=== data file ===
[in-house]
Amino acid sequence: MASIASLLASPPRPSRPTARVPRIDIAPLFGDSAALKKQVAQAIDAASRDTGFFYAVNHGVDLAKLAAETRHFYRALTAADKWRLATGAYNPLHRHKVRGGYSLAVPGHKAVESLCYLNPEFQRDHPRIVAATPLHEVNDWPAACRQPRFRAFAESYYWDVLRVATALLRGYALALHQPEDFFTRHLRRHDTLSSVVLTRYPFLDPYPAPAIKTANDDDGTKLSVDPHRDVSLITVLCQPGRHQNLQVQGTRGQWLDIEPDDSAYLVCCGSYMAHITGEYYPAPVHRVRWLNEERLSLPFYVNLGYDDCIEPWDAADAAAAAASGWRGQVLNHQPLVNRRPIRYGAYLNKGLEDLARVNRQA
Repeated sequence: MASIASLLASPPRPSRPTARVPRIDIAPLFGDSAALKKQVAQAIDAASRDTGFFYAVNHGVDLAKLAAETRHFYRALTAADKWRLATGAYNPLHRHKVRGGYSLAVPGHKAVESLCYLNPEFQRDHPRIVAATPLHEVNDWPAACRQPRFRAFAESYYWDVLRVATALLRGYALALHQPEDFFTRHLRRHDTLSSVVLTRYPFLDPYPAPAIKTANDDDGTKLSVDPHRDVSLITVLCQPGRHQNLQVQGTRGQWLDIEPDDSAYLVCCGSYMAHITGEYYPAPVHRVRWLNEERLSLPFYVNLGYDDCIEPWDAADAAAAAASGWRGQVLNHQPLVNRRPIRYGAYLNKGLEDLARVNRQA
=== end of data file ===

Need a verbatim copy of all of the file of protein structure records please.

[in-house]
Amino acid sequence: MASIASLLASPPRPSRPTARVPRIDIAPLFGDSAALKKQVAQAIDAASRDTGFFYAVNHGVDLAKLAAETRHFYRALTAADKWRLATGAYNPLHRHKVRGGYSLAVPGHKAVESLCYLNPEFQRDHPRIVAATPLHEVNDWPAACRQPRFRAFAESYYWDVLRVATALLRGYALALHQPEDFFTRHLRRHDTLSSVVLTRYPFLDPYPAPAIKTANDDDGTKLSVDPHRDVSLITVLCQPGRHQNLQVQGTRGQWLDIEPDDSAYLVCCGSYMAHITGEYYPAPVHRVRWLNEERLSLPFYVNLGYDDCIEPWDAADAAAAAASGWRGQVLNHQPLVNRRPIRYGAYLNKGLEDLARVNRQA
Repeated sequence: MASIASLLASPPRPSRPTARVPRIDIAPLFGDSAALKKQVAQAIDAASRDTGFFYAVNHGVDLAKLAAETRHFYRALTAADKWRLATGAYNPLHRHKVRGGYSLAVPGHKAVESLCYLNPEFQRDHPRIVAATPLHEVNDWPAACRQPRFRAFAESYYWDVLRVATALLRGYALALHQPEDFFTRHLRRHDTLSSVVLTRYPFLDPYPAPAIKTANDDDGTKLSVDPHRDVSLITVLCQPGRHQNLQVQGTRGQWLDIEPDDSAYLVCCGSYMAHITGEYYPAPVHRVRWLNEERLSLPFYVNLGYDDCIEPWDAADAAAAAASGWRGQVLNHQPLVNRRPIRYGAYLNKGLEDLARVNRQA